As a side note in case the reader does not remember from school, the most famous oracle in Greece was the one at Delphi, where a priestess called the Pythia would ritually “listen to the gods” and then transmit their wishes to the visitor. In a totally unrelated transaction, the more gold and treasures the visitor had offered the gods, naturally, the more favourable the answer. From Pythia we derive the word Pythoness, a person who is supposed to be able to foresee and predict the future.

Back to Max, as his former company’s board would probably not have accepted at that time any expense report for a trip to Greece, especially if it included offerings to any Pythia, the guy pulled his recently awarded Palm smartphone, and set an appointment with a much closer and more affordable oracle.

After the customary exchange of greetings upon his arrival, he and the Pythoness went to business.

The priestess had to honor her reputation: “So then let me guess what has brought you here…”, and, Max, a guy whose own reputation as well had to be cared for, proved he had documented himself thoroughly, and made sure the Pythoness had a clear view of the treasures and valuables he could be offering the gods.

The Pythonese was indeed pleased. Very pleased.

Max was ready to wait as long as it took to get an answer. After all, at that moment he had nothing to lose.

The priestess took her time, as it was no simple job to measure and evaluate all the gifts and presents offered by her visitor. In the meantime, Max took as well good note about anything he saw, and drew too his own conclusions.

Finally, the Pythoness spoke: “You have come here for advice, and the gods are pleased to see what you have brought them”.

Max listened carefully, and thought “well, if statesmen, warlords, sages and wealthy men come here for advice, he who controls this oracle, controls the world”.

The Pythoness went on: “Your riches and your sacrifice to the gods prove your fate and destiny deserve the return of your recent past glory… but still, your recent sins have as well set hard stains that will require some penance from yours”.

All the alarms started buzzing in Max’s brain, but he was not willing to show any weakness.

“You can either become CEO in a mediocre company… smaller than your former one, much more resource-less, definitely less interesting for the press and media, and with a hell lot of fewer female contractors for marketing services”…

Max felt a shiver under the zipper in his pants, but found the strength to hold on. the news sound like Hell with a D to him.

“… or, as the most valuable asset of yours is the information in your head, we would let you stay with us and join the Priesthood of the Oracle”.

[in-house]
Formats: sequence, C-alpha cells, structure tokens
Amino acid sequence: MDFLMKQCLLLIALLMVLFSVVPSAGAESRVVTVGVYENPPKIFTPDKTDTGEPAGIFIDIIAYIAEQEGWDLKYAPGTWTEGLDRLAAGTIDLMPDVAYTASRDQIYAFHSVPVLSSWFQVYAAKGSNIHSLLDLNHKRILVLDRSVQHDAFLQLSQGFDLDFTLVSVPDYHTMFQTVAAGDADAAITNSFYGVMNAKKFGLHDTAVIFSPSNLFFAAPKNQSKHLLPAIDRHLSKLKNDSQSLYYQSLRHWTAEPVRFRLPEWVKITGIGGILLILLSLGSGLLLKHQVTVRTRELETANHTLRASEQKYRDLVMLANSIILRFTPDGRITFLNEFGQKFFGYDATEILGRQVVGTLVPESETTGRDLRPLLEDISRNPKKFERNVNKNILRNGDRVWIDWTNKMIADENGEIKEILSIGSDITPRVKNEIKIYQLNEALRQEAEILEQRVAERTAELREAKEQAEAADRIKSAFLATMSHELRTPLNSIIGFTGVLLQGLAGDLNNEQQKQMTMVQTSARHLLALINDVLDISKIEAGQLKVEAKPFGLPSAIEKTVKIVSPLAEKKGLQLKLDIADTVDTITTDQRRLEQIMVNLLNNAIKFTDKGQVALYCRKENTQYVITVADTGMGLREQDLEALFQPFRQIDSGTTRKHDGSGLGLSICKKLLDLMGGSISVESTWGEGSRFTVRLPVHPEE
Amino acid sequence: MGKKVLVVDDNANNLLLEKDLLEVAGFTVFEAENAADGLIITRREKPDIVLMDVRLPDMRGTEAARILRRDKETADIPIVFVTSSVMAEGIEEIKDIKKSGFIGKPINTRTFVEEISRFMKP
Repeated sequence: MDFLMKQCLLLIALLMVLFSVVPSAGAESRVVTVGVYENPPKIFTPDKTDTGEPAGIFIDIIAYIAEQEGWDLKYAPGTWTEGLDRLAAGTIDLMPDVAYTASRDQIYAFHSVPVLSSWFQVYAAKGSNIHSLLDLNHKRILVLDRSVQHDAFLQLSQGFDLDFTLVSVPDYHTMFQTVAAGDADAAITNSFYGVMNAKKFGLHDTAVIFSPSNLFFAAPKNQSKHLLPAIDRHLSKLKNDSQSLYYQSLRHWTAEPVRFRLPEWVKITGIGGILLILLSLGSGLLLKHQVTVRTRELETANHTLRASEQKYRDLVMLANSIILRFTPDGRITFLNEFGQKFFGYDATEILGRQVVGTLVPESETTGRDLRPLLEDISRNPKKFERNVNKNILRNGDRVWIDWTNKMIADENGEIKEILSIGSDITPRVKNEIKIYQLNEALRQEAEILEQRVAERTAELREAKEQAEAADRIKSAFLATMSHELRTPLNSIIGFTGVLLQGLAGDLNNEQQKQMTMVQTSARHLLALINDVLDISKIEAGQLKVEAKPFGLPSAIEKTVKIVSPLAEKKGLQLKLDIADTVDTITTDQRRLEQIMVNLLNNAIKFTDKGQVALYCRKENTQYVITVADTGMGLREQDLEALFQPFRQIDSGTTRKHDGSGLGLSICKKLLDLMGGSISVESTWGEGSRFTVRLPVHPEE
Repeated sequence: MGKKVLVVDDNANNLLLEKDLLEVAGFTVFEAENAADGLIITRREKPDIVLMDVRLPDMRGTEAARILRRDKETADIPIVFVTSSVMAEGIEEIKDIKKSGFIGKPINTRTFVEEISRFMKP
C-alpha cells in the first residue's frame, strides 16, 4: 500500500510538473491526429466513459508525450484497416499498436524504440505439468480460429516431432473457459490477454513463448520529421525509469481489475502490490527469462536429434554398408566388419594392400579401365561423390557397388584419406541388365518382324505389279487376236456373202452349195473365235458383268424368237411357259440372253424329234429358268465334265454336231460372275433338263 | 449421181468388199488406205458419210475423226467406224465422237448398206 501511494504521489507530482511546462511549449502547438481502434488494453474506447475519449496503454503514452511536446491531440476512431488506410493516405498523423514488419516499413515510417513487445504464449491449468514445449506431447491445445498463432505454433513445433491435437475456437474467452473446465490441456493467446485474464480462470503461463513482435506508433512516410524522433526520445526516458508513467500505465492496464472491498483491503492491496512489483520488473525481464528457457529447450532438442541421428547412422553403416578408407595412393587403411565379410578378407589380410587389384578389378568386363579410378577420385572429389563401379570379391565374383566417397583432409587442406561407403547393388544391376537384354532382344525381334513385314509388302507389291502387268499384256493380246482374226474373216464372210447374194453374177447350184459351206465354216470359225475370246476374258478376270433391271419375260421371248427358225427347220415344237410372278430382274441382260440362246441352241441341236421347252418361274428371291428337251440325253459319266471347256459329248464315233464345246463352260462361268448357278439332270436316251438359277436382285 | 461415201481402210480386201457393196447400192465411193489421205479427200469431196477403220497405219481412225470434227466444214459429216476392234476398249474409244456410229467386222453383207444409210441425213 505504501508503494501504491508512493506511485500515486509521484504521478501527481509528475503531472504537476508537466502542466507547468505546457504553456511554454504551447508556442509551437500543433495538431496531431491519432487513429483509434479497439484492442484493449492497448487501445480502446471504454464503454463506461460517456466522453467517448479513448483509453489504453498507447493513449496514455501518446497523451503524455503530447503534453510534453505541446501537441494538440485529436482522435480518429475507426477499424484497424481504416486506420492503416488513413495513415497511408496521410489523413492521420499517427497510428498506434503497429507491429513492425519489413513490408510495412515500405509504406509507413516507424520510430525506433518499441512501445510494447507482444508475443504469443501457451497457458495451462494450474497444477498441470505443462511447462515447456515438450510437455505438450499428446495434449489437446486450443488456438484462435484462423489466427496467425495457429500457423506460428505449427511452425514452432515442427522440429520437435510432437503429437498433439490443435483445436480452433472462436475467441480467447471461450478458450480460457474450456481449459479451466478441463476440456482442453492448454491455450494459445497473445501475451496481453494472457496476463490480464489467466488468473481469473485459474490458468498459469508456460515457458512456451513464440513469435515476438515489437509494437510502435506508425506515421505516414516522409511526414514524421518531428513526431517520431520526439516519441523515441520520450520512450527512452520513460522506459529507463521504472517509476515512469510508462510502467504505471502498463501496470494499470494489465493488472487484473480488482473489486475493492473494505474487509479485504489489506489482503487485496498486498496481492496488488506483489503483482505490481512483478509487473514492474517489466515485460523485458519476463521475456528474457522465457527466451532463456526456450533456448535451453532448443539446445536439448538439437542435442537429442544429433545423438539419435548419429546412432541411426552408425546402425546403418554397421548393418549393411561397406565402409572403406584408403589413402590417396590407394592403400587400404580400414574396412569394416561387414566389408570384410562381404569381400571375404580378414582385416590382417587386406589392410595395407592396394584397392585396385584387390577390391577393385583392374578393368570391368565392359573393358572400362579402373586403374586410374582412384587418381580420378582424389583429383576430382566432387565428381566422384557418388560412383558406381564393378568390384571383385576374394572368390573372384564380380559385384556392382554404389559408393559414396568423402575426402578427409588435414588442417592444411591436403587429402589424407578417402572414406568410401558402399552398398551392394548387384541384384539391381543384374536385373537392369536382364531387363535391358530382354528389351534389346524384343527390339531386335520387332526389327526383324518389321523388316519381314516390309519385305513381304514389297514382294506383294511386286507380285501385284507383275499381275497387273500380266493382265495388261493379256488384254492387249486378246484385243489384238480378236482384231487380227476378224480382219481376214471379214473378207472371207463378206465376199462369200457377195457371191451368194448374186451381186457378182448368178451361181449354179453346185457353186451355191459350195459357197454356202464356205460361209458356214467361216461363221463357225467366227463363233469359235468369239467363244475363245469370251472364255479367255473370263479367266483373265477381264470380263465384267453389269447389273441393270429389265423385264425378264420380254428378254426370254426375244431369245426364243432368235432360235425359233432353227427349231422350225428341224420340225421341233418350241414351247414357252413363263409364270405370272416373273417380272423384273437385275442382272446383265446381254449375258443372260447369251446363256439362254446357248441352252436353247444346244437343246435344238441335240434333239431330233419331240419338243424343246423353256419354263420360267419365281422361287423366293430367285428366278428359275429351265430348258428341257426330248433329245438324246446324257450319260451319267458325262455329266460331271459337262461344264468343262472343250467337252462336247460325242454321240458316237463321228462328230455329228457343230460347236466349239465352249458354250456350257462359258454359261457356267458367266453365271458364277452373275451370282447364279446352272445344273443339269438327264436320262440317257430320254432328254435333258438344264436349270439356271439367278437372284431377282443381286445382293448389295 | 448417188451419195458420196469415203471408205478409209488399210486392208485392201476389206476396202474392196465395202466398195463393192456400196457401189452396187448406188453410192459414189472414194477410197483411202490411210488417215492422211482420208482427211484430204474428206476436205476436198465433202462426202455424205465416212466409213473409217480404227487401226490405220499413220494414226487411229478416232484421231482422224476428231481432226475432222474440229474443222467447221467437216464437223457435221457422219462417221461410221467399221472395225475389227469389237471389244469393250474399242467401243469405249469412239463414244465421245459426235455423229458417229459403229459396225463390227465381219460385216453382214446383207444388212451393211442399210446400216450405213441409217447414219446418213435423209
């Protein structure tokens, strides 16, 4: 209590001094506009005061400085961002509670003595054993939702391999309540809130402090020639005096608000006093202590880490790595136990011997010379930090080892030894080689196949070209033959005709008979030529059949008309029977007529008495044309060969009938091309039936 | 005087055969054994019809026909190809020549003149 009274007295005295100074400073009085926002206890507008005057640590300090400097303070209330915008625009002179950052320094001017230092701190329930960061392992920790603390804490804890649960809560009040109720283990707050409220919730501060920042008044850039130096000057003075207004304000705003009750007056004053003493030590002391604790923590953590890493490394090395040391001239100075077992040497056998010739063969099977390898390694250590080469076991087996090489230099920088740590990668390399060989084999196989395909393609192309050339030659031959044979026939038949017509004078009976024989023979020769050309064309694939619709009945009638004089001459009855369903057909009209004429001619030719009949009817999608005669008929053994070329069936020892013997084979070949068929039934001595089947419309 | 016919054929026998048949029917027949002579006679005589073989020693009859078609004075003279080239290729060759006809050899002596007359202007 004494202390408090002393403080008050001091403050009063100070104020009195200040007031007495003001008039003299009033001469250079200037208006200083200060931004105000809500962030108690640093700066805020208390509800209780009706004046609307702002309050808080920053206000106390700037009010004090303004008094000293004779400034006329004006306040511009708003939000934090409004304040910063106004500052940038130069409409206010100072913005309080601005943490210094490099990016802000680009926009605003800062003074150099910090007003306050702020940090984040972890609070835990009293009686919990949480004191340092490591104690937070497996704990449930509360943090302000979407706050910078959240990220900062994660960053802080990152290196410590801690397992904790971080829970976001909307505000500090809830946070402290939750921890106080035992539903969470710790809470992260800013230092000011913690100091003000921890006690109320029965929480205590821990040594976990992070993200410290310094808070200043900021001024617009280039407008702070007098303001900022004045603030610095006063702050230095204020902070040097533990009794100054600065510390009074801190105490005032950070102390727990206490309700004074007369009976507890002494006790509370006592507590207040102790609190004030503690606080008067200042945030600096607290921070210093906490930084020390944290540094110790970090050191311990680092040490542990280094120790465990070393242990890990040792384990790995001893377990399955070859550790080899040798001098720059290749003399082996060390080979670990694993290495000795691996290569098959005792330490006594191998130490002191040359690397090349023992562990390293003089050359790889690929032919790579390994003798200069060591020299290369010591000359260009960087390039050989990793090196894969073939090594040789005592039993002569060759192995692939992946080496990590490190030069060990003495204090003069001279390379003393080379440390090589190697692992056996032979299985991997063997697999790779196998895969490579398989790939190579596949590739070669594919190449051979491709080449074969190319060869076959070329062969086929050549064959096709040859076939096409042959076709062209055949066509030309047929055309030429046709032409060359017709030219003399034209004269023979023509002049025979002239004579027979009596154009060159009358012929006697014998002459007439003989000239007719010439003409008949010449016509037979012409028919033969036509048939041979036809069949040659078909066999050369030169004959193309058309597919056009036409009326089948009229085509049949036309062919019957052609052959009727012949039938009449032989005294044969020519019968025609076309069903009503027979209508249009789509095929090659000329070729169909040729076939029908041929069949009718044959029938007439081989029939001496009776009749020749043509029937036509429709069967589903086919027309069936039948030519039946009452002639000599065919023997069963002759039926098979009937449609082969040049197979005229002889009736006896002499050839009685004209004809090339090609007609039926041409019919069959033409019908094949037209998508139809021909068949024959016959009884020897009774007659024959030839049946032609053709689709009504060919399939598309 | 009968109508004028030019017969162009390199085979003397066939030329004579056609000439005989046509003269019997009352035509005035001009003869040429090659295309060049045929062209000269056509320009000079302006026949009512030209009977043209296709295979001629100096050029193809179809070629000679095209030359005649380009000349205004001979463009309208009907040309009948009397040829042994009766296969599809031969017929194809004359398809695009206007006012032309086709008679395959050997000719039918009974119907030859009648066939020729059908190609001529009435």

Max could not prevent this time the feeling of devastation of his. He was realizing for the first time that his ousting was having worse consequences than he had imagined in his way to the oracle. “Mediocre company with no female contractors or priesthood working for the Pythia”.

We are not sure about what did the Pythia understand for Max’s expression, but she was really puzzled. She expected Max to be as smart as he appeared when he led his former company to success.

“Max, wait a minute. Cheer up: This is not the Vatican. We take Priesthood here quite differently. I myself have not missed any company I have needed… and some of my senior priests are no candidates to classical sainthood either…”

That did sound much better to Max’s ears… “But, Pythia, will the other priests accept me in their ranks?”

“Max, Max, Max…”, the Pythia’s voice sounded soft, almost like a caress, while her hypnotic eyes penetrated deep into Max’s. “I AM THE ORACLE; the oracle is me… who do you think put all these priests and priestesses here? Do you really think there is anything here that happens without my permission, that escapes to my active approval, that is not brutally severed if I do not like it?”

Max gulped: “Then I would be somehow working for you"…”

“Would you prefer a mediocre company?”

“No, of course not”, said Max, though he was sure for a moment that his ego was outstretching him. “Any chances for career development?”

“Only gods know…”

The Pythia looked once more into Max’s eyes: “Done deal?, said she, offering her hand.

Max hardly heard himself saying yes, and felt a sting in his hand when he shook the Pythia’s. When the Pythia released him, he found two drops of his own blood signing his new contract.

While the Pythia put his arm around Max’s shoulders, she gently pushed him forward and said: “Now let’s put some Sun into the lives of the people in the world…”